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Spain and France are separated by a mountain range stretching over 400 km and reaching peaks of up to 3,404 meters high. Snow begins to fall in November, and people enjoy the slopes all the way up to April almost every year. There are many ski slopes not far from Catalonia’s capital, Barcelona; the closest resorts are only a two-hour car ride from the city. Baquerira-Beret is just over four hours’ drive from Barcelona and has over 4,700 acres of snowfields stretching across over six peaks.
Located on the north coast of Spain, the Peaks of Europe are home to some of the deepest caves in the world, including the fearsome Sima Del Trave. So why are the Picos a caver’s dream? The mountains and rocks are mostly formed of limestone, a soft stone that, when in contact with water, dissolves to form the vast multitude of caves in all different shapes and sizes.
If you prefer to stay above land, the Picos are also a playground for rock climbers and mountaineers alike. With a wild and varying landscape, the most recognizable peak is the Torre De Cerredo, which reaches heights of 2,650 m above sea level.
Andalucía’s landscape and terrain is a dirt biker’s dream. You can ride limitless, unbroken, off-road trails that wind around the large and rugged Sierra de Almijara mountain range. The area is particularly distinctive for its dolomitic marble – in particular its process of erosion, which helps form the characteristic grey-white hues. Andalucía’s trails accommodate riders of all levels, from beginners to the more advanced who want to level up their skills. With all the paths and trails on offer in the Sierra de Almijara mountain range, you won’t be repeating your tracks. The Sierra Nevada near Granada is another great off-road area perfect for dirt biking.
Translated as ‘the joining of the rivers’, Junta de los Rios is the point at which the River Verde and the River Negro meet, forming tall waterfalls and crystal clear, deep rock pools – perfect for jumping off at height and landing safely. To experience the Junta de los Rios at its fullest, hire a guide or join a tour group for canyoning. Here you will be taken down through the more hazardous Rio Verde.
Once known as the most dangerous track in the world for its state of disrepair, El Caminito del Rey is a 7.7km-long walk that clings to the edges of the steep cliffs that shadow the El Chorro gorges. Standing at over 100m high, this man-made boardwalk trail will really test your fear of heights. To find out more about the walk, head to the official El Caminito del Rey website.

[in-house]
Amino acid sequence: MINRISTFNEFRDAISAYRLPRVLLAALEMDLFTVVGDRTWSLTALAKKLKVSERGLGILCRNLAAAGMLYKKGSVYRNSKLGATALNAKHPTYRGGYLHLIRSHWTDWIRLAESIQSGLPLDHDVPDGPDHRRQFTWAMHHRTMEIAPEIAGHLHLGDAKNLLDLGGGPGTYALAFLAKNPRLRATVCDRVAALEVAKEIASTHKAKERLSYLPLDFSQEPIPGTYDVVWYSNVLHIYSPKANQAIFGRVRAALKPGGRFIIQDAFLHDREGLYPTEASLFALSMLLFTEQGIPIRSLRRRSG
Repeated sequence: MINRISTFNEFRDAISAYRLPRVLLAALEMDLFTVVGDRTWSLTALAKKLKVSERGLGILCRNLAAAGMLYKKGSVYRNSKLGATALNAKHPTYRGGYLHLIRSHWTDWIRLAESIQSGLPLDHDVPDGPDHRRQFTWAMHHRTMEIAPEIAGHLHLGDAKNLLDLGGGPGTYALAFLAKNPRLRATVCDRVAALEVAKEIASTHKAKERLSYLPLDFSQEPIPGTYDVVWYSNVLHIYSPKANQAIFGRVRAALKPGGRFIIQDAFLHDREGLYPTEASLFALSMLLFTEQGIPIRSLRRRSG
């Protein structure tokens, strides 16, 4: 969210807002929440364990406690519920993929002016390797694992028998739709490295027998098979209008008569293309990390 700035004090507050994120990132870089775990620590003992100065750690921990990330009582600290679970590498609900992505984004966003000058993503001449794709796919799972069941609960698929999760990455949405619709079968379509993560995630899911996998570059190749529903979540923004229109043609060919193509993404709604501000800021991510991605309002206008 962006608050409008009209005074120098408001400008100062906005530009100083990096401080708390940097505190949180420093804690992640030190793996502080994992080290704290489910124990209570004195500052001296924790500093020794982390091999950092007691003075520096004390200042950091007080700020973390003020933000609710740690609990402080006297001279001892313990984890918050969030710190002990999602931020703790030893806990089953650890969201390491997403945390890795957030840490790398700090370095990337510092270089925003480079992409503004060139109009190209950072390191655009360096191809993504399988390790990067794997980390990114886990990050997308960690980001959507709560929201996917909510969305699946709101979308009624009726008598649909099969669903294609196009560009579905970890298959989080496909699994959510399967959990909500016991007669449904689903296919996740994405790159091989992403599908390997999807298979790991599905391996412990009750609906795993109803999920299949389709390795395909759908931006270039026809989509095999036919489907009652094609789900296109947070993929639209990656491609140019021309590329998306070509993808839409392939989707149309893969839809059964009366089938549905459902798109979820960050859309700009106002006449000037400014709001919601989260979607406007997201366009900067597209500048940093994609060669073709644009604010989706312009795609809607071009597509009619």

Tarifa is one of the most famous locations in the world for wind sports such as kiteboarding and sailing. Tarifa sits on the Strait of Gibraltar, a long and narrow stretch between Spain and Africa that makes a perfect natural wind passage. The quality winds and the superlative southern Spanish temperatures mean that wind sports enthusiasts make the pilgrimage to Tarifa throughout the year.
There are many routes that run along the Pyrenees; however, the most recognizable route is the GR11. Running from west to east, the GR11 starts at a town called Cape Higuer in the Basque Country and crosses Navarre and Aragon before ending up at Cap de Creus in Catalonia. With high peaks and steep terrains, this trail is not for the physically weak; on average it takes 44 days for a fit, healthy hiker to walk the GR11.
In Spain, you are sure to find some highly regarded whitewater rafting locations, including Galicia, Murcia, and Valencia. However, the Noguera Pallaresa River in the Pyrenees has the best volume of water and a fantastic range of canyons. The rafting trails are measured by degree of difficulty from class one to six (the most difficult being six). The best time to go is in the spring when the water level is high and the rapids can reach class five.
The Costa Brava has some of the best diving locations in Spain, in particular the Medes Islands, which are easy to reach from L’Estartit. The stretch of water that runs between this small group of seven islets is a marine reserve, home to a vast wealth of marine wildlife. Because of its strict regulations, the Medes Islands remain untouched. Alternatively, the Balearic Islands, made up of Mallorca, Menorca, Ibiza and Formentera have great dive locations such as shipwrecks, underwater caves, and marine reserves. The area is also known for its warm waters and good visibility.